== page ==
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Franchising

The legal issues regarding franchise businesses

The franchise business structure creates a unique business relationship, and franchise law covers a number of business aspects. Essentially, a franchisor sells an existing business idea (a franchise establishment) to a franchisee who manages the business according to certain guidelines and pays a portion of the income back to the franchisor. Franchise laws are meant to establish the control, duties and responsibilities that are shared between the two parties.

A well-constructed agreement can make the difference between success and failure when you enter into such a dependant business relationship. And like any contract, a franchise agreement is lengthy and wordy, filled with unfamiliar terms and concepts. Find out how a lawyer can simplify and improve your franchise purchase and management.

The Franchise Agreement

The franchise agreement determines how the franchise business is run. The management of the entire franchise operation rests on this agreement, as it applies to each franchisee and therefore ensures that each is treated the same by the franchisor. The agreement is typically extensive, including everything from the specified territory that the franchisee operates in to the level of support that the franchisor offers the franchisee. Franchising is an appealing way to begin a business, but the nature of the relationship between the two parties can change from business to business, as can the terms of the agreement.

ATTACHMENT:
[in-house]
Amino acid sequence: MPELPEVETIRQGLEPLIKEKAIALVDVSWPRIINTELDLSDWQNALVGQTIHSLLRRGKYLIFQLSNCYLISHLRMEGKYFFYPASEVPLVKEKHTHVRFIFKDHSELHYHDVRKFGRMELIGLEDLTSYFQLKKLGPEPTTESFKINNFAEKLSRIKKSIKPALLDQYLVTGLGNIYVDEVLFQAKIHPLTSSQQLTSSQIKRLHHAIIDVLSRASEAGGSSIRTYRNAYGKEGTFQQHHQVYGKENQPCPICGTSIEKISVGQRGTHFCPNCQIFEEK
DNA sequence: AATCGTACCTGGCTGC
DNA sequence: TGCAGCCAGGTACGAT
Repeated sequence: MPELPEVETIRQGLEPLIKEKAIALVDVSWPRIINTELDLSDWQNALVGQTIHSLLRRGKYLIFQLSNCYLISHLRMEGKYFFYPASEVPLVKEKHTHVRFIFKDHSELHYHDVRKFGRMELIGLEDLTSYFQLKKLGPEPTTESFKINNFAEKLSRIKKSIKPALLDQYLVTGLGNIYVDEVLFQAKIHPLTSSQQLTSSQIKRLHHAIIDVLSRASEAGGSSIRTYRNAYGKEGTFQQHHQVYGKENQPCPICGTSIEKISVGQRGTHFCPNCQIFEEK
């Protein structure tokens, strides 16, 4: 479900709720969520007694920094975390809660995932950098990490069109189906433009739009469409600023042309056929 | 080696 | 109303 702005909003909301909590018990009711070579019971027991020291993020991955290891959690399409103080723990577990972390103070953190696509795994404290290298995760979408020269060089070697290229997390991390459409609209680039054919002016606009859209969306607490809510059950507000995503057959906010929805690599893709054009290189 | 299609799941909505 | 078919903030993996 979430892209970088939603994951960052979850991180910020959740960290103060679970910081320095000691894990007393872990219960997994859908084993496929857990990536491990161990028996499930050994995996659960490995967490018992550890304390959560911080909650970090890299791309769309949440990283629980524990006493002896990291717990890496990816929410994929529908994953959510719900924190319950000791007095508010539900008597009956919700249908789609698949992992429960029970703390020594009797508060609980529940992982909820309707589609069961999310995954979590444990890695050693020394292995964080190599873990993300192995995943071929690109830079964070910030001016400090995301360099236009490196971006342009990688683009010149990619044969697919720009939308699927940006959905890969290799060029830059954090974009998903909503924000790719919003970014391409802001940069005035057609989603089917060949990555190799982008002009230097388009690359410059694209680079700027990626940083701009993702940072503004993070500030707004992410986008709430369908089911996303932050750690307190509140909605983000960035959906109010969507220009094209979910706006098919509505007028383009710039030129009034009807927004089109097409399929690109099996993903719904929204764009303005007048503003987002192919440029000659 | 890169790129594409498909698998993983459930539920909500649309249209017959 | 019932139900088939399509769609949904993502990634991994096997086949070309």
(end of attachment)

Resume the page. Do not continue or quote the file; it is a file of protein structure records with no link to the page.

The franchise agreement outlines the type of contract and provides guidelines for operations, including matters surrounding trademarks, marketing procedures and ongoing maintenance. This agreement is not necessarily set in stone; there may be some room for negotiation, which can work out to the franchisee's benefit with the help of a franchise lawyer.

How a Franchise Lawyer Can Help

Not all franchise opportunities are created equal, and it can be difficult to know how to negotiate an attractive contract if you're new to the franchise structure. An attorney can explain the franchising information in the Uniform Franchise Offering Circular that you'll receive before you discuss the agreement, as well as ensure that all fees are reasonable and clarified in writing. A negotiable contract brings potential for a good deal, but you'll need the expertise of an experienced lawyer who knows what terms the franchisor will be likely to adjust.

Once the franchise is sold, legal issues can arise when one side doesn't hold up their end of the deal. If either side is incompetent or particularly inconsiderate of the other, a court case is likely to follow. To prevent this situation from occurring, there are both federal and state laws that regulate franchise rights, agreements and pre-sale disclosure laws; a franchise lawyer can recognize reasonable terms and familiar practices, and make any adjustments to help you avoid the expense of litigation down the road.

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